Remarks of John P. Pallasch, Deputy Assistant Secretary
Mine Safety and Health Administration
IMA-NA Spring Meeting
April 26, 2007
Thanks, Mark, for that great introduction. Assistant Secretary Stickler very much regrets that the press of business is keeping him away from speaking with you today. It is, however, my good fortune that he asked me to fill in for him. I'm delighted that the IMA-NA (pron. eye-em-ay-en-ay - just the initials) is my first foray into speech-making for MSHA - I met Mark for the first time many years ago and it's good to be here with you all.
I'm also happy that my inaugural speech for MSHA happens to be an award function. Everyone is cheerful, everyone is looking forward to the awards presentations, and today I understand I get to do the fun part - help give out the awards.
In my opinion, the very best kind of awards programs are those that recognize improvements in worker safety. That is what we at MSHA are all about - that is what every employee at MSHA lives to do, every day. We at MSHA live to protect and promote the safety and health of workers throughout the mining industry.
It's always a pleasure to recognize companies that make outstanding safety and health achievements. These companies are helping the entire mining industry achieve our ultimate goal - sending safe and healthy miners home to their families, every shift, every day. I understand that IMA-NA members are improving their safety records every year - the incident rate for accidents for IMA-NA members is lower this year than last year, and in 2006 there were no fatal accidents in IMA-NA member mines. For this, you are all to be commended. But our work is not done. Until we eliminate every injury and fatality, there is still room for improvement.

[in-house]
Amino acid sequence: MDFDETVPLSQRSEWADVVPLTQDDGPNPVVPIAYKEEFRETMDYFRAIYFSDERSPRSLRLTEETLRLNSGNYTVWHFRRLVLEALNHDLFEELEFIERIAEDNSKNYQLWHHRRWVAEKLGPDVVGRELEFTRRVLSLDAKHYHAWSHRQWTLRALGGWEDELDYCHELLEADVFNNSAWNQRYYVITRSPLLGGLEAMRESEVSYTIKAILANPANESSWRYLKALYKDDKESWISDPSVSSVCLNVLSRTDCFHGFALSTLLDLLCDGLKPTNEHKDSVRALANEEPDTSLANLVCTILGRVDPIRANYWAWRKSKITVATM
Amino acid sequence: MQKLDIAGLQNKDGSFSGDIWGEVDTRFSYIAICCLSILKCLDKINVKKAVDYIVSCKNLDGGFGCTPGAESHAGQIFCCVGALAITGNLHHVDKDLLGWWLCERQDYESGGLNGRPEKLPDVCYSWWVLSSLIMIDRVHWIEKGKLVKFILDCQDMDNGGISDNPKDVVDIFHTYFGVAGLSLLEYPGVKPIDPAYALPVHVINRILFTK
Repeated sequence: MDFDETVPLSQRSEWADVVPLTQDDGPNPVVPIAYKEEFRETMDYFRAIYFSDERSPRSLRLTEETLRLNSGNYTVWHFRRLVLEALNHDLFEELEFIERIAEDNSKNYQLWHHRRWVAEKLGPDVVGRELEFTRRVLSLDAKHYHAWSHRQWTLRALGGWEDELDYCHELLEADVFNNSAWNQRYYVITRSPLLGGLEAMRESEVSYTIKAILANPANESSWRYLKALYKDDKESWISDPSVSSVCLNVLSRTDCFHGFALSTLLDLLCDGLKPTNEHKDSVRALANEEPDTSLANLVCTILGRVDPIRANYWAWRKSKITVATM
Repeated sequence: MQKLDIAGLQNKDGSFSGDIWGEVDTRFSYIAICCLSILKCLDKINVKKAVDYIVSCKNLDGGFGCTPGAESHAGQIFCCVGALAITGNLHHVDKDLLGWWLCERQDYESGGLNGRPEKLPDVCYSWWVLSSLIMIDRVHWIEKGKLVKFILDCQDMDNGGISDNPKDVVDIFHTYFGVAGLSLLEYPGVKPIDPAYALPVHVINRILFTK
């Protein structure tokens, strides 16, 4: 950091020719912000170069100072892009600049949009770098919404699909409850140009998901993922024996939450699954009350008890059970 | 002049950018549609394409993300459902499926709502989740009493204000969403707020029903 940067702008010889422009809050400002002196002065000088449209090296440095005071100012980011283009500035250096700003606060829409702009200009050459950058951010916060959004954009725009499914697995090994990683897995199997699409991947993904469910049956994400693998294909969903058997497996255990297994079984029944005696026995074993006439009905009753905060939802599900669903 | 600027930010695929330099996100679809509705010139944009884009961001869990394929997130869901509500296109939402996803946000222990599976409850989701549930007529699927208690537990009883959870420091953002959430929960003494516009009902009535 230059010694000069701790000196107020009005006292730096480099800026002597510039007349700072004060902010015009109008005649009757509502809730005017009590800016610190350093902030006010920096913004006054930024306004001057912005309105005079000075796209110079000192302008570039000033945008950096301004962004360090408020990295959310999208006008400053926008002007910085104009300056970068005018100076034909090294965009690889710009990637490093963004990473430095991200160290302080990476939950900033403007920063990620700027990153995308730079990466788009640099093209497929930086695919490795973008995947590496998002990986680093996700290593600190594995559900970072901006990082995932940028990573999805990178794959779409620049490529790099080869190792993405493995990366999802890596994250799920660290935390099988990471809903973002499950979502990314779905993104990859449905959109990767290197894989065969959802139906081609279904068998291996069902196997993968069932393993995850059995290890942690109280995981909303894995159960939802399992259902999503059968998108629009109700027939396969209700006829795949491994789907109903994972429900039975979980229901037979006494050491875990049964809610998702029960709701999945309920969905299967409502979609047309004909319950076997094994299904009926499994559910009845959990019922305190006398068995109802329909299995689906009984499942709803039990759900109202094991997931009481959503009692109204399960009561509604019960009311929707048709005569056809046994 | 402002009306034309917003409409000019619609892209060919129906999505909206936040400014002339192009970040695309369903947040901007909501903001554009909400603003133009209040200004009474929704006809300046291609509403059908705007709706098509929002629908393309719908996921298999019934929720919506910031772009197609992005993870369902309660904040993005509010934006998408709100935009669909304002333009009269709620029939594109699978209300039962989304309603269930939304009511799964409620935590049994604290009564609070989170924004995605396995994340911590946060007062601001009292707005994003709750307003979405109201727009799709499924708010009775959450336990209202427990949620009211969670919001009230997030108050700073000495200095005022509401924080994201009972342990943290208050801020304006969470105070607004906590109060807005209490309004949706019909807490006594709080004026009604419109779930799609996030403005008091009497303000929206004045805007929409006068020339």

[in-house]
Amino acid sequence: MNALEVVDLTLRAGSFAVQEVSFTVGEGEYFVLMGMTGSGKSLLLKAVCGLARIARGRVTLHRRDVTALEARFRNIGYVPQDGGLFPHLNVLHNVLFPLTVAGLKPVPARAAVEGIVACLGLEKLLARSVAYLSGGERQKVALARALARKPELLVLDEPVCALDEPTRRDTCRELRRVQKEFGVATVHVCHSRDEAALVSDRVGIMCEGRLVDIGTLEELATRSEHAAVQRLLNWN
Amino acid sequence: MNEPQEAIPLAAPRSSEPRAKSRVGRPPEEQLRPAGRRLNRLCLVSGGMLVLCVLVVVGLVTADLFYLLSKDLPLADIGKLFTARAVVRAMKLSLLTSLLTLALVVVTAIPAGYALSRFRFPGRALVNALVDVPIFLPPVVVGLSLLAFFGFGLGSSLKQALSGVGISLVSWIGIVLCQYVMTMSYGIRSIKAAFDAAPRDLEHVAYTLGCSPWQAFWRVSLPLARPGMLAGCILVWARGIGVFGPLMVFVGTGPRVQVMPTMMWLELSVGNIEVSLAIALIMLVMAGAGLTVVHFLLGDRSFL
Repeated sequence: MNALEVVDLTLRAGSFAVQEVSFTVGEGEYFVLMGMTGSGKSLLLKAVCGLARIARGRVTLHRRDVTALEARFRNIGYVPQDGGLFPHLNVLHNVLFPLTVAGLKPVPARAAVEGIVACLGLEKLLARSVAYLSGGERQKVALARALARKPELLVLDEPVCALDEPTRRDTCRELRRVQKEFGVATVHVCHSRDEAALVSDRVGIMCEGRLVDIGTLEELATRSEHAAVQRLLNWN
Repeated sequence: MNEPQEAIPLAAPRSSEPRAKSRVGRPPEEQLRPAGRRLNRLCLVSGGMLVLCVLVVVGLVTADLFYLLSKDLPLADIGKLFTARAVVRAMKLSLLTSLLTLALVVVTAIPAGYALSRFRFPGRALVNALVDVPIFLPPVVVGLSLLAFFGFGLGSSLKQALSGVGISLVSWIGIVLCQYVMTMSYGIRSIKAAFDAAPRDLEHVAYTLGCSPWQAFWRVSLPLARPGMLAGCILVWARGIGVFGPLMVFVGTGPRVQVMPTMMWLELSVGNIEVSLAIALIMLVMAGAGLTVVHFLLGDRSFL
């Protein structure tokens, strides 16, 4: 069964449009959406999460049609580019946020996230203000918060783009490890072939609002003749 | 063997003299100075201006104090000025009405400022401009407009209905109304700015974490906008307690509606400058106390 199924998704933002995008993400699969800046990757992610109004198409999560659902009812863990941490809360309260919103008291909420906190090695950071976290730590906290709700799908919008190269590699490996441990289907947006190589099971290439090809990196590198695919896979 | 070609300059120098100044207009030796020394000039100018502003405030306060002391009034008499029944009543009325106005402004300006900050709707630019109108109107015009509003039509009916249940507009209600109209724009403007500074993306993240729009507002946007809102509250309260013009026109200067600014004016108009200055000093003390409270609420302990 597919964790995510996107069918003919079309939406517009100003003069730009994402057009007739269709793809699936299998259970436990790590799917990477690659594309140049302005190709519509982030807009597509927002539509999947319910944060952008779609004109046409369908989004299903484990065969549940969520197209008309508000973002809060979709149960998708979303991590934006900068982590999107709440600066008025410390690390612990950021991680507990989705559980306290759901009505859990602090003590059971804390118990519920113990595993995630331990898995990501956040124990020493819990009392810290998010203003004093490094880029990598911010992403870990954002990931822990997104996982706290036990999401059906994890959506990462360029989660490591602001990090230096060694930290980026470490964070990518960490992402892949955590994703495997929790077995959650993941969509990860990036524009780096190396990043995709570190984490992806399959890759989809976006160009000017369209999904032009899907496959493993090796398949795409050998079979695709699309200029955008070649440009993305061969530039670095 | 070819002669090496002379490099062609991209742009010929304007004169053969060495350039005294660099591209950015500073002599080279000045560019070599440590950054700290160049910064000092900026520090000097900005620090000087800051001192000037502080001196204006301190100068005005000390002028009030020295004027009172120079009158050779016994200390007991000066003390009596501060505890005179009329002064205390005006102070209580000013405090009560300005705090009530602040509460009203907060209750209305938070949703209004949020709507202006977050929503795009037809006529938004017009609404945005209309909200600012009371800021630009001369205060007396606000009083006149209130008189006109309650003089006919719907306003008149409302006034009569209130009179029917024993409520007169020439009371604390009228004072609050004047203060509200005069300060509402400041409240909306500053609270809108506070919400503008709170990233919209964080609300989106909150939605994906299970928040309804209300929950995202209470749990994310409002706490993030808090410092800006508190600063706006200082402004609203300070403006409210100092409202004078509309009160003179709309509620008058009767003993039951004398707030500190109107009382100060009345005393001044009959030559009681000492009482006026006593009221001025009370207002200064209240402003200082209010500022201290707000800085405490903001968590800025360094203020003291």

I'm also glad to be here because MSHA has such a strong and productive alliance with the IMA-NA - not only in sponsoring some of these awards, but in a formal alliance that I believe we have all found constructive, useful and important to the improvement of health and safety in the mining industry. Our collaboration - above and beyond compliance - will make mines safer and healthier.
One major accomplishment of our Alliance will come to fruition this year - "A Practical Guide to an Occupational Health Program for Respirable Crystalline Silica." I want to take a moment to recognize the IMA's Safety and Health Committee, Mr. John Kelse (kelsss) of R.T. Vanderbilt Inc., and the MSHA employees who have all worked hard in a cooperative relationship to produce this manuscript. I understand that after some final clearances by the various legal folks, the guide is scheduled to be published this year.